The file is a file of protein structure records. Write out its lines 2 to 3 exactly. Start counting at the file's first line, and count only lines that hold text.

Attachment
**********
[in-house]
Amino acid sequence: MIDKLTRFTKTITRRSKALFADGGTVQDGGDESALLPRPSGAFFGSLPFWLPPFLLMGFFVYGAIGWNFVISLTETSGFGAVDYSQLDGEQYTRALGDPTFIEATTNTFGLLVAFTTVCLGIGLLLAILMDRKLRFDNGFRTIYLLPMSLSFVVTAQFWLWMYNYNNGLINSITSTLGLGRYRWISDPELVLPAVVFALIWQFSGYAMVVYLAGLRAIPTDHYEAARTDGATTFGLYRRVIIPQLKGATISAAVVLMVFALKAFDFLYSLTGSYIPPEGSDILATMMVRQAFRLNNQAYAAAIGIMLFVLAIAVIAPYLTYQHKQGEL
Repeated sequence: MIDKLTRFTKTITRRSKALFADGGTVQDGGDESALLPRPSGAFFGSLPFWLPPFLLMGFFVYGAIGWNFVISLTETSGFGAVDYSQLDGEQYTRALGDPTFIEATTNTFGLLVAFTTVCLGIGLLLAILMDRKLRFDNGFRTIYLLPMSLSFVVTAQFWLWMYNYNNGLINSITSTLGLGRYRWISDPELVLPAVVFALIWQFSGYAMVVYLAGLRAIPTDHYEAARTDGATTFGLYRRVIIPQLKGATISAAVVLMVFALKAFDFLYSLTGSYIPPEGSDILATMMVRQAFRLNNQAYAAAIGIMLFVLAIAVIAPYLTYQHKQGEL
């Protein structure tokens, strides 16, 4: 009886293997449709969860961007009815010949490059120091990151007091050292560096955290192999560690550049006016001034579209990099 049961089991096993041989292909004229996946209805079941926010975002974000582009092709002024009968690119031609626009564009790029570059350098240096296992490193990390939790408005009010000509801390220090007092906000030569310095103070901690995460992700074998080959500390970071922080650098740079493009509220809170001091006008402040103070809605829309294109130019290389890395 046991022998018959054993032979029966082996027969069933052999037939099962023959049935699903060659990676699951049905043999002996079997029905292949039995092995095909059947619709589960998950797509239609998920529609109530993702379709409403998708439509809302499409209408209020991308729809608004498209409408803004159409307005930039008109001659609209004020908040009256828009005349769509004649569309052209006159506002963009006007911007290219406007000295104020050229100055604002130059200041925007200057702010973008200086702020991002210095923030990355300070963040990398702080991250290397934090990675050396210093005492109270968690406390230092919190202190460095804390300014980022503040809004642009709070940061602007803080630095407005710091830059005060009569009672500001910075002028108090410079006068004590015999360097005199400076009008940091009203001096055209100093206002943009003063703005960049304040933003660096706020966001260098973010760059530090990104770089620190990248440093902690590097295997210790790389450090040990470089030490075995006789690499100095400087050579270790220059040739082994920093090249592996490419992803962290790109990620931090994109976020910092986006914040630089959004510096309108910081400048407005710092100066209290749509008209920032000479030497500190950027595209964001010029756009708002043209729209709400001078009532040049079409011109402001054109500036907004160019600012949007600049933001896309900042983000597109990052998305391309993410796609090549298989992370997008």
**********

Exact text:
Amino acid sequence: MIDKLTRFTKTITRRSKALFADGGTVQDGGDESALLPRPSGAFFGSLPFWLPPFLLMGFFVYGAIGWNFVISLTETSGFGAVDYSQLDGEQYTRALGDPTFIEATTNTFGLLVAFTTVCLGIGLLLAILMDRKLRFDNGFRTIYLLPMSLSFVVTAQFWLWMYNYNNGLINSITSTLGLGRYRWISDPELVLPAVVFALIWQFSGYAMVVYLAGLRAIPTDHYEAARTDGATTFGLYRRVIIPQLKGATISAAVVLMVFALKAFDFLYSLTGSYIPPEGSDILATMMVRQAFRLNNQAYAAAIGIMLFVLAIAVIAPYLTYQHKQGEL
Repeated sequence: MIDKLTRFTKTITRRSKALFADGGTVQDGGDESALLPRPSGAFFGSLPFWLPPFLLMGFFVYGAIGWNFVISLTETSGFGAVDYSQLDGEQYTRALGDPTFIEATTNTFGLLVAFTTVCLGIGLLLAILMDRKLRFDNGFRTIYLLPMSLSFVVTAQFWLWMYNYNNGLINSITSTLGLGRYRWISDPELVLPAVVFALIWQFSGYAMVVYLAGLRAIPTDHYEAARTDGATTFGLYRRVIIPQLKGATISAAVVLMVFALKAFDFLYSLTGSYIPPEGSDILATMMVRQAFRLNNQAYAAAIGIMLFVLAIAVIAPYLTYQHKQGEL